Gaging pay on classroom practices and school goals are again far too vague for me. It sounds logical at first glance. We need to give teachers flexibility to teach however is best for them. Grading them on what classroom innovations they use, unless Rhee is more specific I’m guess she is going there, is completely off the rails. As long as students are succeeding, who cares how the teachers do it. This standard will be different for every teacher, so again as long as they are succeeding there is no reason to judge pay in that respect.

Briefly on school goals, there is a danger to set the bar low. We’ve seen this happen with NCLB. We’d need well trained principals to assess these goals and classroom practices. It seems like a lot of work to find out if a teacher’s students are learning.

Then there is the cost. The idea of a $100,000 plus a year teacher. As long as schools still run on tax dollars I don’t see that big a pay rate feasible. Something else would have to be cut. Sports, music, other teachers perhaps. I wouldn’t mind cutting the fat and more efficient spending in schools. In fact it should be a priority. None the less I don’t see many states being to afford such increases.

Mathews points to charter schools as an example of merit pay done right.

from Washington Post:

Charter schools — and some regular public schools with special arrangements — often do better by placing decisions on salary and other matters in the hands of carefully selected and trained principals who know what great teachers do because that was what they once were. They judge teacher talent on classroom technique as well as test scores. They help teachers who are struggling. They praise those who are improving. They reward staffers in ways that make sense for each individual. Paying big bonuses to stars based on a formula decided by a district committee means fewer thoughtful conversations about students and more bitter gossip about adults.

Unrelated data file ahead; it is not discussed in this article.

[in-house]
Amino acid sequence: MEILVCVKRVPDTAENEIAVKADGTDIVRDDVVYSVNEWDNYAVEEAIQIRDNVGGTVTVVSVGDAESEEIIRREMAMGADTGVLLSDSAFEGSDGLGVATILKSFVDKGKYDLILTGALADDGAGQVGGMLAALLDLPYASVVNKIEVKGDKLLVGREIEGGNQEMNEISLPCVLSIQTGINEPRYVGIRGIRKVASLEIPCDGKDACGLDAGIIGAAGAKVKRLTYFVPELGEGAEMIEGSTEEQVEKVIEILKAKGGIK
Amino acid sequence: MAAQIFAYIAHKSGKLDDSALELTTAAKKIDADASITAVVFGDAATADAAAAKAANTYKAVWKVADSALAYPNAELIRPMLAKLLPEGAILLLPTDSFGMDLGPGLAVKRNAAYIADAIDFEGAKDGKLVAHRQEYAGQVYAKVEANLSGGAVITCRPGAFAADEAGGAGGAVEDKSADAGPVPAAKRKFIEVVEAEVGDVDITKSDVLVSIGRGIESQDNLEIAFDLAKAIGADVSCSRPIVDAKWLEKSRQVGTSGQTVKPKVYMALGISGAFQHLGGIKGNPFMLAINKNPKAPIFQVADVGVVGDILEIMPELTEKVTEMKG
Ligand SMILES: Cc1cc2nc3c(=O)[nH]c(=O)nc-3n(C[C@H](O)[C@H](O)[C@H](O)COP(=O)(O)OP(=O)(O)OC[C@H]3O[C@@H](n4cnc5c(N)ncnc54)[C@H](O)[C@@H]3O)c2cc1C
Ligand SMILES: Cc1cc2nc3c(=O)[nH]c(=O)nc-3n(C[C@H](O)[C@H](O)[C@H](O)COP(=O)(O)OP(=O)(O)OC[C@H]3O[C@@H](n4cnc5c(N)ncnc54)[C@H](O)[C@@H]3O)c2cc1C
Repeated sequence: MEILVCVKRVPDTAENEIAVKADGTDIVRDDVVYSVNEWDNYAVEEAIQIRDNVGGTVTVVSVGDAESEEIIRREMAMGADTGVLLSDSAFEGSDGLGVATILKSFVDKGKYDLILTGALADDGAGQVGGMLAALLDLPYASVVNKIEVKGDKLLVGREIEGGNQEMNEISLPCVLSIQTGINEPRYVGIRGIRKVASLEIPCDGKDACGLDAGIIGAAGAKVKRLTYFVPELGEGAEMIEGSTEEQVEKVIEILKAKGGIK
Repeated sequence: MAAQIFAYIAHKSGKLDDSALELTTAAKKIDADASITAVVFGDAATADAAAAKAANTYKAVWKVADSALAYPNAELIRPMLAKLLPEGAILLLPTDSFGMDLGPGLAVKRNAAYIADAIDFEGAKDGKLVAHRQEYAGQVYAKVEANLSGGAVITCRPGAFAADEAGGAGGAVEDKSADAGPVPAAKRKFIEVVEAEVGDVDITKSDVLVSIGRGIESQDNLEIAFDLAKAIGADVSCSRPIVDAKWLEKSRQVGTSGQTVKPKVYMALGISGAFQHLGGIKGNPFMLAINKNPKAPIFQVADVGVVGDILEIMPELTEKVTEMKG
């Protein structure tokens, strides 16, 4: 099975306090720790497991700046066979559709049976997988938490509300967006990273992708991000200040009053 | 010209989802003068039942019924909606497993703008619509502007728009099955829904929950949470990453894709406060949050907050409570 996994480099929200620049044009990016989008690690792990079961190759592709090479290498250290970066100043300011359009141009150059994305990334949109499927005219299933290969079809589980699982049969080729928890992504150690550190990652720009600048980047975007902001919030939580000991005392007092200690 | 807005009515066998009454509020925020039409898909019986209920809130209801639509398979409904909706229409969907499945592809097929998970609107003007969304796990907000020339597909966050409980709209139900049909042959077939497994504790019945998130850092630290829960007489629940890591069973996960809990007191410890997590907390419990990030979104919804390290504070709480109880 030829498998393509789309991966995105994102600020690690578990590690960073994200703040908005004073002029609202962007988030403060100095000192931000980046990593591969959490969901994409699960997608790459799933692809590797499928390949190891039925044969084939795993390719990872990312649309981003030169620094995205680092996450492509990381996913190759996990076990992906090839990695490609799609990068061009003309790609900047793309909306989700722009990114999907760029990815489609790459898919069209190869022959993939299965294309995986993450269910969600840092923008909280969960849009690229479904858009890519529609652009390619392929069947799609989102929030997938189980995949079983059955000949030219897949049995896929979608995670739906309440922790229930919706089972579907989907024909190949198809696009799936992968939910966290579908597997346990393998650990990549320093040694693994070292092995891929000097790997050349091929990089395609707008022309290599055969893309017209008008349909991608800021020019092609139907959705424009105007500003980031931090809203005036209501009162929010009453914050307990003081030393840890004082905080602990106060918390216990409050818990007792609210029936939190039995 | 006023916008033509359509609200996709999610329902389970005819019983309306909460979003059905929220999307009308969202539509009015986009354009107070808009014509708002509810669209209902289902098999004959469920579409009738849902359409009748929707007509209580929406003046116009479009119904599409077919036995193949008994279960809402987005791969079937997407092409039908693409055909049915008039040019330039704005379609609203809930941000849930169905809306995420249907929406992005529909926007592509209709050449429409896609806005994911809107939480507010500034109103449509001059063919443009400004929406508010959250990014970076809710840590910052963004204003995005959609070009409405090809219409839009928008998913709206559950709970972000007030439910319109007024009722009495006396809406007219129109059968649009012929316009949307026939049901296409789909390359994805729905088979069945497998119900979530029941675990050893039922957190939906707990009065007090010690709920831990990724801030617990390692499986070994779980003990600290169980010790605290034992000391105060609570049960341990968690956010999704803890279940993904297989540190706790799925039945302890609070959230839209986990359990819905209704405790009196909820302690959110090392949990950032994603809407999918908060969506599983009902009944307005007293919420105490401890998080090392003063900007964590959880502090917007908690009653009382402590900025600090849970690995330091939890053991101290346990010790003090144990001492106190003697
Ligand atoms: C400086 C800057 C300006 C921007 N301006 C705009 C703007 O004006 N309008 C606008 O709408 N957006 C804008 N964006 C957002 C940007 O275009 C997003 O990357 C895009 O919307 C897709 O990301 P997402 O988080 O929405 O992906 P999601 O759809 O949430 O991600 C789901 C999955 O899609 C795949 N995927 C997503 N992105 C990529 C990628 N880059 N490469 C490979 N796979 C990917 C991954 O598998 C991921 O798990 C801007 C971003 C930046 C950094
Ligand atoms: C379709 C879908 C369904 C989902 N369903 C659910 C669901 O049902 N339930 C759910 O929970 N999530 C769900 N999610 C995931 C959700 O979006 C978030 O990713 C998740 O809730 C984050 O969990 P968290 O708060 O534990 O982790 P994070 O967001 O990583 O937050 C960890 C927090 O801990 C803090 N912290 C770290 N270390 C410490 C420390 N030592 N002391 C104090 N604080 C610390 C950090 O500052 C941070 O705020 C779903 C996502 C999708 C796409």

Of course, this approach requires great care in selecting and training the school leader, but what’s wrong with that? The superintendent also must be ready to relieve principals whose schools do not raise achievement. Results will be measured, of course, at least in part by test scores. There is no escape from that. But it will be an assessment of gains, or lack of them, by every child in the school, not just those taught by one teacher in one classroom.

How can anyone disagree with better trained principals? What team can succeed consistently with a poor coach, especially when facing tough challenges? Some principals are of course just too busy to really perform the tasks they should, leading their staff. Fielding calls from parents and discipline can take up a lot of time. Do government schools need a PR person? Probably. Many private schools have someone to fill that need, giving principals more time to observe and coach.